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In May 1988, Claudia Brenner and Rebecca Wight backpacked into Pennsylvania’s Michaux State Forest for a weekend camping trip along the Appalachian Trail. The couple set up camp and then Wight, thinking they were completely alone, walked to an outhouse near the campground wearing nothing but her shoes. There, she encountered a man named Stephen Roy Carr, who asked her for a cigarette.

Wight hurried back to Brenner, told her what happened, and said they had to move camp. “See you later,” Carr said as they were leaving.

The couple encountered Carr again when they stopped to look at their map later that day. They kissed. Carr, behind them, asked if they were lost. His .22 caliber rifle was slung over his shoulder. Wight and Brenner turned to look at him, and said no, they weren’t lost. They eventually found a place in a hollow, and, after looking around to make sure they were alone, the couple set up camp. They had dinner, talked, and around 5:30 p.m. they began to have sex.

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Carr was watching from less than 100 feet away. He aimed his .22 and began shooting. Brenner was hit by five bullets, Wight by two.

“When the first bullet hit me, my arm exploded,” Brenner told members and supporters of the Philadelphia Gay and Lesbian Task Force afterward. “My brain could not make the connection fast enough to realize I had been shot. I saw a lot of blood on the green tarp on which we lay and thought for a split second about earthquakes and volcanoes. But they don’t make you bleed. Rebecca knew. She asked me where I had been shot.”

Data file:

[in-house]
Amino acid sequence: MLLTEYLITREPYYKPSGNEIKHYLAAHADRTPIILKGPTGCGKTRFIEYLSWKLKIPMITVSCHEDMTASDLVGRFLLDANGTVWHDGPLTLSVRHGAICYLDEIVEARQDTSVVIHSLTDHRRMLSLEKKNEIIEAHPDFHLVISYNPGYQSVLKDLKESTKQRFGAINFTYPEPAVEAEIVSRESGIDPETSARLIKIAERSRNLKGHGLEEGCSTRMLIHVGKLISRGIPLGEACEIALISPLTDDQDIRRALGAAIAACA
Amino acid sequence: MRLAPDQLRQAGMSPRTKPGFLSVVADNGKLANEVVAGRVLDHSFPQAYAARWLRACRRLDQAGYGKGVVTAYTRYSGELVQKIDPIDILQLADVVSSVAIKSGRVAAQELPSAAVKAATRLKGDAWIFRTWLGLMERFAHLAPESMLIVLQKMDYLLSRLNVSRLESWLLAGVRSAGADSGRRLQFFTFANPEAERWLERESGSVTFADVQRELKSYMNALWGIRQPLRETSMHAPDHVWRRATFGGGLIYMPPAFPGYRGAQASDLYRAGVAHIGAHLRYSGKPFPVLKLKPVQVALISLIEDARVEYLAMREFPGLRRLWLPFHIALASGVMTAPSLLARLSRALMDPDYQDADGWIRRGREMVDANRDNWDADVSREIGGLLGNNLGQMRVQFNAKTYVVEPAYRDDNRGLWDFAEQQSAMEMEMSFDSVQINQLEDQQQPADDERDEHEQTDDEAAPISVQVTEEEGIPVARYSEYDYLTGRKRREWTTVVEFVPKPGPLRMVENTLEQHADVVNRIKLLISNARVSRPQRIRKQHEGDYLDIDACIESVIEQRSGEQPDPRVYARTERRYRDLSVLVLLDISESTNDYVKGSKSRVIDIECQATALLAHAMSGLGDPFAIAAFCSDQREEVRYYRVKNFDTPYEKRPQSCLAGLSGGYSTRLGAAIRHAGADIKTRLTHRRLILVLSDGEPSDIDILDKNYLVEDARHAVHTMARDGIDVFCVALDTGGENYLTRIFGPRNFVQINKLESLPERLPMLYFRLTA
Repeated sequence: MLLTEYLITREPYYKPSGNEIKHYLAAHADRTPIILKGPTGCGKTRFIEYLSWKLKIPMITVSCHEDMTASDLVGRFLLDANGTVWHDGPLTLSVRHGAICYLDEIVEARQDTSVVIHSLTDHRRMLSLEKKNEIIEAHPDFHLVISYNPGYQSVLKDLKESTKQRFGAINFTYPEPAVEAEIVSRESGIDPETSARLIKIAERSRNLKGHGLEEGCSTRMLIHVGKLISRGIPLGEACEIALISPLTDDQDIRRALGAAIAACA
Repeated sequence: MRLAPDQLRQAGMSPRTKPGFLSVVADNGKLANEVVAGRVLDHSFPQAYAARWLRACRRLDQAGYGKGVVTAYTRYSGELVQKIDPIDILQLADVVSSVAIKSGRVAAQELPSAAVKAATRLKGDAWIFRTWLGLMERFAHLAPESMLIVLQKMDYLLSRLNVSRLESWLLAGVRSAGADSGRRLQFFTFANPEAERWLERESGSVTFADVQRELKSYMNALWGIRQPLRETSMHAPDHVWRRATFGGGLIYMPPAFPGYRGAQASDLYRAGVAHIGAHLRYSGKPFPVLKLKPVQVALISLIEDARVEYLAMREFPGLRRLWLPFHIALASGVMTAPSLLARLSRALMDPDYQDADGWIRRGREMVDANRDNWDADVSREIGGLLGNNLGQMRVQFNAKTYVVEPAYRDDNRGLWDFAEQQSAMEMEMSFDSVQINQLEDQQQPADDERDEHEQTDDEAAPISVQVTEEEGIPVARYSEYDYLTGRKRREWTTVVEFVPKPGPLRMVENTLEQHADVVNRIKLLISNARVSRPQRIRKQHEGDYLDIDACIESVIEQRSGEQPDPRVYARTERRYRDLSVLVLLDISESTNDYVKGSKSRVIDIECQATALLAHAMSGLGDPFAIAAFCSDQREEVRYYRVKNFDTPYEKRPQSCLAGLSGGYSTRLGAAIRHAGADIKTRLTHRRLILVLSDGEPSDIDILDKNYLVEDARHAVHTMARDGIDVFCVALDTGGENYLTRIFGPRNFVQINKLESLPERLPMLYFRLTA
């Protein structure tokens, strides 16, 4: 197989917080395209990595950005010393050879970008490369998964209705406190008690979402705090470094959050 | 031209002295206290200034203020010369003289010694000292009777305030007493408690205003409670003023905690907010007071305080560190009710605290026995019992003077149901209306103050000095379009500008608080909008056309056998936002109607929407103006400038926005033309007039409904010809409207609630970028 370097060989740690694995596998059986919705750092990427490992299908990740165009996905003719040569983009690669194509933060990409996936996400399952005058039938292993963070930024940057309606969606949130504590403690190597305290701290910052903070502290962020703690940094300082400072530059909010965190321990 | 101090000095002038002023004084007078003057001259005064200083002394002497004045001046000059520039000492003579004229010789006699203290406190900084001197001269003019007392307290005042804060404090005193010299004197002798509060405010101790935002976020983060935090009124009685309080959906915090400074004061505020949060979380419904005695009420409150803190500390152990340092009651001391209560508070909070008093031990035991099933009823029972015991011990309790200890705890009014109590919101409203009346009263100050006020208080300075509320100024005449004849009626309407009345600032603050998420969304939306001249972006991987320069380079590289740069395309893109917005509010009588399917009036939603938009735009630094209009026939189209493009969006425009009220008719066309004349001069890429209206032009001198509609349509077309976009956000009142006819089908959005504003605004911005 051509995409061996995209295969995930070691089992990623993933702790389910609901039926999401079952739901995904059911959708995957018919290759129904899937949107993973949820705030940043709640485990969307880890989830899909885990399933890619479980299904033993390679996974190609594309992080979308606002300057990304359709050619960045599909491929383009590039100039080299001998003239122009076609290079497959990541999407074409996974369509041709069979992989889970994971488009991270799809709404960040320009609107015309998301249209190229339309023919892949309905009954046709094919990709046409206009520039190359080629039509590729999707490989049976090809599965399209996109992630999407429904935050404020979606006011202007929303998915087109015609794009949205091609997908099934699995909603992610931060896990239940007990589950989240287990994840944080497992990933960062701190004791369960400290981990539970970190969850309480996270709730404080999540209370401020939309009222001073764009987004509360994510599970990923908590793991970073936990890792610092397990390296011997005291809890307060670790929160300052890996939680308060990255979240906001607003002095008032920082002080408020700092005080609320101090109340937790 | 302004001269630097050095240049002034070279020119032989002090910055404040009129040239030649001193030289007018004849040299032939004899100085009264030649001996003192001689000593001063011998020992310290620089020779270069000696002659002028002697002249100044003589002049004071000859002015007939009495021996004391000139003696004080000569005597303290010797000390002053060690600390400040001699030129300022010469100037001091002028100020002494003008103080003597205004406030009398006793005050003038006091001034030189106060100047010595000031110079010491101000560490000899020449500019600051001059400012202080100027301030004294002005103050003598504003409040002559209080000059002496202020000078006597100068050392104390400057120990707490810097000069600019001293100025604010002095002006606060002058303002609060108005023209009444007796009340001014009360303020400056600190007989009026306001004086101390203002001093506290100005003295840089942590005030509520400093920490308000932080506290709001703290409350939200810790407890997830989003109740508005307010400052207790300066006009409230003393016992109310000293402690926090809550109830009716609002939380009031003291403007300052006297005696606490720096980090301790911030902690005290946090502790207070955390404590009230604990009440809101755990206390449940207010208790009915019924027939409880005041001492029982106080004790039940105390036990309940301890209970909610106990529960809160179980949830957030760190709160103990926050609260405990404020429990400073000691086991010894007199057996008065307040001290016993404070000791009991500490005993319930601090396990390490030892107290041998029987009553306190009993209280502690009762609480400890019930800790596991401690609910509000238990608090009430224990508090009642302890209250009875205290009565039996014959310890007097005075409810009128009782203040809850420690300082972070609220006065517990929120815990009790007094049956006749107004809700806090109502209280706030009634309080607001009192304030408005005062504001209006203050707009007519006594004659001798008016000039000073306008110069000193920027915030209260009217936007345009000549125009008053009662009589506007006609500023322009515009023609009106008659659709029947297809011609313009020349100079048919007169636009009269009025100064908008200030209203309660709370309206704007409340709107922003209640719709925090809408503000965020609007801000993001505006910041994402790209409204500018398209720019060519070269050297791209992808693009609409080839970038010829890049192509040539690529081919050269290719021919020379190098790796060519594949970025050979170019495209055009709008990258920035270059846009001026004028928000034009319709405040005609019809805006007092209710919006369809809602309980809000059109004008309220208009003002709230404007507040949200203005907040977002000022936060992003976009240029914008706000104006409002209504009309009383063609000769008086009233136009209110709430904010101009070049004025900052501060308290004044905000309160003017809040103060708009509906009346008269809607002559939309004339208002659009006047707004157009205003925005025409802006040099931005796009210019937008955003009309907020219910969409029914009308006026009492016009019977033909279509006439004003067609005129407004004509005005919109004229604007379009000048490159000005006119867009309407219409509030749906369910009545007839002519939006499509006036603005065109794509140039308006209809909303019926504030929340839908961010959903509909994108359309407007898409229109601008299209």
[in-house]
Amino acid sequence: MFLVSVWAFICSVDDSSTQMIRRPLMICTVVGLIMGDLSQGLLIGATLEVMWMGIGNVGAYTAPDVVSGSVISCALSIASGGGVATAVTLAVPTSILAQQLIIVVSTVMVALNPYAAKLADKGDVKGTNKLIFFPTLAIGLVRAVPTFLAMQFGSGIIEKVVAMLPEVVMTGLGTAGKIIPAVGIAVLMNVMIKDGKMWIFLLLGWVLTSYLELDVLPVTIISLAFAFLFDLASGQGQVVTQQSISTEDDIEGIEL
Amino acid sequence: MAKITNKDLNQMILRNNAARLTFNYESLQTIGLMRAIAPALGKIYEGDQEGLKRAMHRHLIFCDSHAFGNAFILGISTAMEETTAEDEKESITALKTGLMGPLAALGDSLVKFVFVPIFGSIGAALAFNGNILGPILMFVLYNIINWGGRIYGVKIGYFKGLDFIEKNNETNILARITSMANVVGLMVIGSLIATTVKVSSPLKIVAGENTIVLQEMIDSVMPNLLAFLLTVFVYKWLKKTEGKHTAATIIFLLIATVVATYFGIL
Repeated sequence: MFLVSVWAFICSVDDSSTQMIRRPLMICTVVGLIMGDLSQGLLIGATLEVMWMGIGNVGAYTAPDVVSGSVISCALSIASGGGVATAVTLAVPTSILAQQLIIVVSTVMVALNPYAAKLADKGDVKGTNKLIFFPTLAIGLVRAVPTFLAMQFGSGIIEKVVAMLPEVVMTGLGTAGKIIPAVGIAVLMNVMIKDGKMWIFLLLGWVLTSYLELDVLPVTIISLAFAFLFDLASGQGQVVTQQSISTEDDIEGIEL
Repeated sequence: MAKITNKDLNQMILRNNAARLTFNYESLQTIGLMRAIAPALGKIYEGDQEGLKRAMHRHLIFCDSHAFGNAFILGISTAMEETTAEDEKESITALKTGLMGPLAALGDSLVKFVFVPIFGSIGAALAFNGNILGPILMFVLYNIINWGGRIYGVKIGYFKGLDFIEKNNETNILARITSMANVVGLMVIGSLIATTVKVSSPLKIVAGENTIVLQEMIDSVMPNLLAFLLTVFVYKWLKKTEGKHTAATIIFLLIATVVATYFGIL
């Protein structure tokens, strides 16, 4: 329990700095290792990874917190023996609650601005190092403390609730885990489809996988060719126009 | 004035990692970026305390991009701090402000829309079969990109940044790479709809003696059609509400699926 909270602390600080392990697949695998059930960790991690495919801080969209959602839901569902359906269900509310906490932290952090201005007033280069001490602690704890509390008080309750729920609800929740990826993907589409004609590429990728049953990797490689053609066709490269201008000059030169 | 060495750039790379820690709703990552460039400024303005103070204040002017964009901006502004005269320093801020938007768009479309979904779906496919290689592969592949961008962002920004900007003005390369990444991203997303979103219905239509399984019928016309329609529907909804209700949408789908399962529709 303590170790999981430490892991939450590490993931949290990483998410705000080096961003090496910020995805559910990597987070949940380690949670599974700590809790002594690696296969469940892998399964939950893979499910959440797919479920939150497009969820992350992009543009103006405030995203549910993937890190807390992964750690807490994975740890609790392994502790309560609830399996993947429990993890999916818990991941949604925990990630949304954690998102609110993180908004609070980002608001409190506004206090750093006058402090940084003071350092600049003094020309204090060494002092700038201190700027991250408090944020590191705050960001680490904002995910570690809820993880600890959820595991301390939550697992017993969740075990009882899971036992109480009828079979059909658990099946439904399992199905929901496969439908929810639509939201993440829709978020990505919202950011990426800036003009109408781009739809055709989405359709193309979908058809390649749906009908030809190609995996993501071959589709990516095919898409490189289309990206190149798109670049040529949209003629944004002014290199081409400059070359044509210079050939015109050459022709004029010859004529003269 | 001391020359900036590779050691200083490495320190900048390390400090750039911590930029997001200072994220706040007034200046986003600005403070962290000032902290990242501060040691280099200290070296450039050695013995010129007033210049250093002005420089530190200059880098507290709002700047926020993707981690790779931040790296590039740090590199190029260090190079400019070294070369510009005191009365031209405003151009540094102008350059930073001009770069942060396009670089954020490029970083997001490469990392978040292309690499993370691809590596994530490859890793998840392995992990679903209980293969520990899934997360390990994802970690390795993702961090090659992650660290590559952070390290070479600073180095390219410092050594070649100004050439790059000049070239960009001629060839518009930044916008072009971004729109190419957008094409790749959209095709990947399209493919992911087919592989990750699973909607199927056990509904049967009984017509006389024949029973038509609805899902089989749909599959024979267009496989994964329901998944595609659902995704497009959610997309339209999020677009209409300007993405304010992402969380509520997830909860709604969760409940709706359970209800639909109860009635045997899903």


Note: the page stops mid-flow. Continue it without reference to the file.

Wight fell, calling to Brenner to hide behind a nearby tree. Unable to get up, Wight gave Brenner her wallet as Brenner set out to get help, returning three miles to the road, where she was able to get a ride to a local police station.

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Wight died that night in the forest. Carr was caught 10 days later after an extensive manhunt. He’d been hiding in a Mennonite community. Since members of the community did not read the news or watch television, they did not know Carr was a suspect in a shooting until one member, who had secretly watched television, recognized Carr from the composite drawing on the news and called police.

At his trail, Carr claimed he’d been enraged by the sight of the two women having sex, that the two women had taunted him by having sex in front of him. The defense eventually cut a deal and accepted a sentence of life without parole.

Brenner devoted herself to fighting anti-gay bias and became an advocate for anti-hate legislation signed by President George Bush.

In this short film, Into the Hollow, director Austin Bunn weaves narrative and documentary to tell the story of Brenner and Wight. In it, for the first time since the murder, Brenner returns to the scene. The story is intense, the footage powerful, the result tragic.

Steve Casimiro is the editor of Adventure Journal. Follow him on Instagram at @stevecasimiro.